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Digital


Pushing editorial into world of apps
The Wall Street Journal
The small startup 29th Street Publishing is quietly trying to revolutionize magazine publishing, one app at a time. With clients drawn largely from New York City's deep ranks of freelance writers and independent editors, 29th Street helps develop and maintain simple apps for serialized content. The publishing staff also provides gentle nudges to get new editions out on time.
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TRENDING ARTICLES
Missed last week's issue? See which articles your colleagues read most.

    It's adapt-or-die time for daily deals firms (Adweek)
Paper sports sections outdraw digital foes (NetNewsCheck)
Newspaper reading fosters learning, educated voting (Columbia Missourian)
The newsonomics of why paywalls now (Nieman Journalism Lab)
Tablet storytelling is visual, tappable, deep (Poynter)



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What if every 'like' and 'favorite' came with money?
GigaOM
A lot of people want Flattr — or something like it — to work. Monetizing online content is a continuing problem, and micropayments may provide a solution. Flattr is probably the best-known exponent of these virtual tips, or "microdonations" as it calls them, and a few content platforms such as DailyMotion have signed up to allow their users to make pocket money off their videos.
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Pinfluencer is now Piqora, which adds Tumblr, Twitter and more to its social marketing net
TechCrunch
Pinfluencer, one of the many sites that have sprouted up to help companies track Pinterest usage, is announcing a rebranding to Piqora, a move that the company says fits with its wider strategy to mine information not just from Pinterest and Facebook, but other image-based social networks like Tumblr, Polyvore and Twitter.
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Business Models


The Washington Post to charge frequent users of its website
The Washington Post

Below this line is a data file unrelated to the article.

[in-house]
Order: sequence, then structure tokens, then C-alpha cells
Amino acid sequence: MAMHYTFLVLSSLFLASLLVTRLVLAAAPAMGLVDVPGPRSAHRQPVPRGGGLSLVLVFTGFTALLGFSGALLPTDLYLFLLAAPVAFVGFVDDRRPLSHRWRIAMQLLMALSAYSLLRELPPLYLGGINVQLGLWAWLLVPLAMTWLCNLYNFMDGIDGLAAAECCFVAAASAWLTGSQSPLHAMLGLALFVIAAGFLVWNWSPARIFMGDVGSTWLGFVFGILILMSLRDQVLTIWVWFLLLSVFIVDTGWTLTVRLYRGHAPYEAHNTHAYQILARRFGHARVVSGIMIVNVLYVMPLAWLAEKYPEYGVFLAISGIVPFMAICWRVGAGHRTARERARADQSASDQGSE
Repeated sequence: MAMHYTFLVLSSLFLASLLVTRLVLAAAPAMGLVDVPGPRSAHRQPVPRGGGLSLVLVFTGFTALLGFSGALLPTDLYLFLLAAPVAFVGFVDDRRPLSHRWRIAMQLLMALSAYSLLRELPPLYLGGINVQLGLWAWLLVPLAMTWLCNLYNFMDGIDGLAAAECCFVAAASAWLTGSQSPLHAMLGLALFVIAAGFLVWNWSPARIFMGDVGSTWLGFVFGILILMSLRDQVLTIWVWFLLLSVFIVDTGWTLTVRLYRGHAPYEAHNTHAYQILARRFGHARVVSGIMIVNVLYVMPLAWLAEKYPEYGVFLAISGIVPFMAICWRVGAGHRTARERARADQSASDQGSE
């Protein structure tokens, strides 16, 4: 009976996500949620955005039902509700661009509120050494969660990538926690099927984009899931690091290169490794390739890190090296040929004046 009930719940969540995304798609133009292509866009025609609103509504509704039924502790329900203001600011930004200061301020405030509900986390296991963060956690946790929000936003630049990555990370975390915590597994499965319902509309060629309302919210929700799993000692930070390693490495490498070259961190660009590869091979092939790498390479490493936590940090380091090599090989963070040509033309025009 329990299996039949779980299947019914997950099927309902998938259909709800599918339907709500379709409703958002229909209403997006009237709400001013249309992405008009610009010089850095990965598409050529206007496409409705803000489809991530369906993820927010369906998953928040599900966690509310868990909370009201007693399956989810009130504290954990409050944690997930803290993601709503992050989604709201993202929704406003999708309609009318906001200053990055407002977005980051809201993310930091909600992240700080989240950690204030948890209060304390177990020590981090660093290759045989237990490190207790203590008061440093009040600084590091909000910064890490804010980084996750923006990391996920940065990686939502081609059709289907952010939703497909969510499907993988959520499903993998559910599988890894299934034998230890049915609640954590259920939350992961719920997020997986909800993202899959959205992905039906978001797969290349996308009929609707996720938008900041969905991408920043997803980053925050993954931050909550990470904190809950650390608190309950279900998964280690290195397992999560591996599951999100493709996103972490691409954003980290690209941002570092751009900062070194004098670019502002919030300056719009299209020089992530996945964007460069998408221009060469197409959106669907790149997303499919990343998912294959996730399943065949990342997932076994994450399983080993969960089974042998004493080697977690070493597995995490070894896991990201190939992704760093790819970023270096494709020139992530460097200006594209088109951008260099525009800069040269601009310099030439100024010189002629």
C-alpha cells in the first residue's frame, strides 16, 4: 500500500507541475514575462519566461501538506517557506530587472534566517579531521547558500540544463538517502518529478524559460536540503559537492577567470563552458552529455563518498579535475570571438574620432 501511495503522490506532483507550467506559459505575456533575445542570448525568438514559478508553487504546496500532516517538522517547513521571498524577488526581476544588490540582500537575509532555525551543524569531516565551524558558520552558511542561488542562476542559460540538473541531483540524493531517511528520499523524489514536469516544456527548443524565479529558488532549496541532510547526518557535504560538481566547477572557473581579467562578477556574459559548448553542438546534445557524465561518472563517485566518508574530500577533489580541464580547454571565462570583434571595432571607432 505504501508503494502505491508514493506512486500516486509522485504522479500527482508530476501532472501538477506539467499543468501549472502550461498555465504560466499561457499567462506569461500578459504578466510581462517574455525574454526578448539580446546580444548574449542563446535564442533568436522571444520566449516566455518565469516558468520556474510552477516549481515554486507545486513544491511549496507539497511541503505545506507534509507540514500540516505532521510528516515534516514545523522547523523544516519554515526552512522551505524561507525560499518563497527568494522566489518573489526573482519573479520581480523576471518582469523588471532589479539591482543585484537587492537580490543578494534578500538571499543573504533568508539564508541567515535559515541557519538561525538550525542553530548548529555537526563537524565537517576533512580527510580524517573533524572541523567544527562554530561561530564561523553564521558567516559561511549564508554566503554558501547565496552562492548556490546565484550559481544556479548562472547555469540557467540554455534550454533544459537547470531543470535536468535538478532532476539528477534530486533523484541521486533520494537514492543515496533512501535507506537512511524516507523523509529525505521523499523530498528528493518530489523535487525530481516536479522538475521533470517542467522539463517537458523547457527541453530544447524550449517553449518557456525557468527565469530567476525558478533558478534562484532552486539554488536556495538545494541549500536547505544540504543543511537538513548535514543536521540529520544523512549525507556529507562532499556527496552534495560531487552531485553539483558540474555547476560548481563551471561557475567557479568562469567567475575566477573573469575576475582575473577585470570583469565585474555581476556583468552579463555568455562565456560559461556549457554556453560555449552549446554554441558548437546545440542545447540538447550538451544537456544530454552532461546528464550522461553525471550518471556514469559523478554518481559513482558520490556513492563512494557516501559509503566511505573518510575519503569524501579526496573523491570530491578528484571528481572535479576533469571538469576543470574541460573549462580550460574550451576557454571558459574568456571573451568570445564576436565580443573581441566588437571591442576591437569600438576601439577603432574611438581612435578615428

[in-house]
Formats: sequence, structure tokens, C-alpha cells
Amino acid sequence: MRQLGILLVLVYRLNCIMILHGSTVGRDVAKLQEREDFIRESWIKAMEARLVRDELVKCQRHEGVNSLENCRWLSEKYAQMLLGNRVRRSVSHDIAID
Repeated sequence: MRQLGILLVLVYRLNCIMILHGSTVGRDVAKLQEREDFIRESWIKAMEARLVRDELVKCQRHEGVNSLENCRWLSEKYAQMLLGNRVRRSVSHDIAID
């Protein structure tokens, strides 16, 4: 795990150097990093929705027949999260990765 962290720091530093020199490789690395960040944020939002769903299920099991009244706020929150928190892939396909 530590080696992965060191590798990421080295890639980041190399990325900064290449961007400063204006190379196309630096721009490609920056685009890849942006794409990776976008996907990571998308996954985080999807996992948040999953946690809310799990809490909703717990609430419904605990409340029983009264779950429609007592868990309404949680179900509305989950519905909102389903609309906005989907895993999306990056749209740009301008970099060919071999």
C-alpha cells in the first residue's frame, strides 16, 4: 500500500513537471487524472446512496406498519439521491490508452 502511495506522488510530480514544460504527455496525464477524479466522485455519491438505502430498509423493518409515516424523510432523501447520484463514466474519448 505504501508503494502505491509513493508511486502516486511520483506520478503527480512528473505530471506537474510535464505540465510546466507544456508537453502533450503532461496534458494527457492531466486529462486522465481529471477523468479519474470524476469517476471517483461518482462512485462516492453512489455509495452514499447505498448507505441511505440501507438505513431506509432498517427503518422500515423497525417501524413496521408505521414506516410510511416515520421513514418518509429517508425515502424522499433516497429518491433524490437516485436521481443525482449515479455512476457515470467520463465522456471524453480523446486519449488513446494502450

This summer, The Washington Post will start charging frequent users of its website, asking those who look at more than 20 articles or multimedia features a month to pay a fee, although the company has not decided how much it will charge. The step, while modest compared with moves by some other publications, marks a major change for The Post, which has shied away from what is known as a paywall for fear of driving away readers and online advertisers.
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The Mercury uses Pinterest for public good
Editor & Publisher
Pinterest's pages are typically filled with hairstyles, fashion tips and cooking recipes, but The Mercury in Pottstown, Pa., is using the social media site for the public good. The daily newspaper currently has 38 active boards on its Pinterest page, including one called Wanted by Police, which features a gallery of mugshots provided by local police.
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State of the News Media 2013 shows how industry is responding to 'continued erosion' of resources
Poynter
Newspapers' fortunes, admittedly from a rock-bottom base, have been looking up lately — Warren Buffett and others have bought papers, digital pay plans are boosting circulation revenue and new lines of business like digital marketing services are taking root. But the Pew Research Center's State of the Media 2013 report suggests the industry's fundamentals are still somber. Rick Edmonds writes that "newspapers have a clear agenda for the next year" — be present on mobile, get readers/users to pay a share, continue to develop "other" efforts and focus on net income generated by new business models as they become established.
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NAA Updates